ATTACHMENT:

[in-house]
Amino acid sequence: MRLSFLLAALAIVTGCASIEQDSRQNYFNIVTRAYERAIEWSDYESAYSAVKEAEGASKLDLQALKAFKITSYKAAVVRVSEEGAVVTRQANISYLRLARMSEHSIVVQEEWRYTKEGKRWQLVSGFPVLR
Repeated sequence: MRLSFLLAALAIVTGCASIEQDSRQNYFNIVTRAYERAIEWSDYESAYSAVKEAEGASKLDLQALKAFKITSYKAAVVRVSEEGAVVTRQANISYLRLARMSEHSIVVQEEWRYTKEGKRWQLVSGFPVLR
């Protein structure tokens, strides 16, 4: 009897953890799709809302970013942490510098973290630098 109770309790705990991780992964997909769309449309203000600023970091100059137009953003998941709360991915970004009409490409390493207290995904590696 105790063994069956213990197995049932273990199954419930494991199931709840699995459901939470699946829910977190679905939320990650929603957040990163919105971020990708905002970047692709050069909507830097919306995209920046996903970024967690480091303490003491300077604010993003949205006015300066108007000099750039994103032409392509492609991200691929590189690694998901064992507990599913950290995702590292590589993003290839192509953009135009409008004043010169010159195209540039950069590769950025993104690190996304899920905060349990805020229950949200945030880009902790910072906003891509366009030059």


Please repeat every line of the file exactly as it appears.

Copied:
[in-house]
Amino acid sequence: MRLSFLLAALAIVTGCASIEQDSRQNYFNIVTRAYERAIEWSDYESAYSAVKEAEGASKLDLQALKAFKITSYKAAVVRVSEEGAVVTRQANISYLRLARMSEHSIVVQEEWRYTKEGKRWQLVSGFPVLR
Repeated sequence: MRLSFLLAALAIVTGCASIEQDSRQNYFNIVTRAYERAIEWSDYESAYSAVKEAEGASKLDLQALKAFKITSYKAAVVRVSEEGAVVTRQANISYLRLARMSEHSIVVQEEWRYTKEGKRWQLVSGFPVLR
């Protein structure tokens, strides 16, 4: 009897953890799709809302970013942490510098973290630098 109770309790705990991780992964997909769309449309203000600023970091100059137009953003998941709360991915970004009409490409390493207290995904590696 105790063994069956213990197995049932273990199954419930494991199931709840699995459901939470699946829910977190679905939320990650929603957040990163919105971020990708905002970047692709050069909507830097919306995209920046996903970024967690480091303490003491300077604010993003949205006015300066108007000099750039994103032409392509492609991200691929590189690694998901064992507990599913950290995702590292590589993003290839192509953009135009409008004043010169010159195209540039950069590769950025993104690190996304899920905060349990805020229950949200945030880009902790910072906003891509366009030059």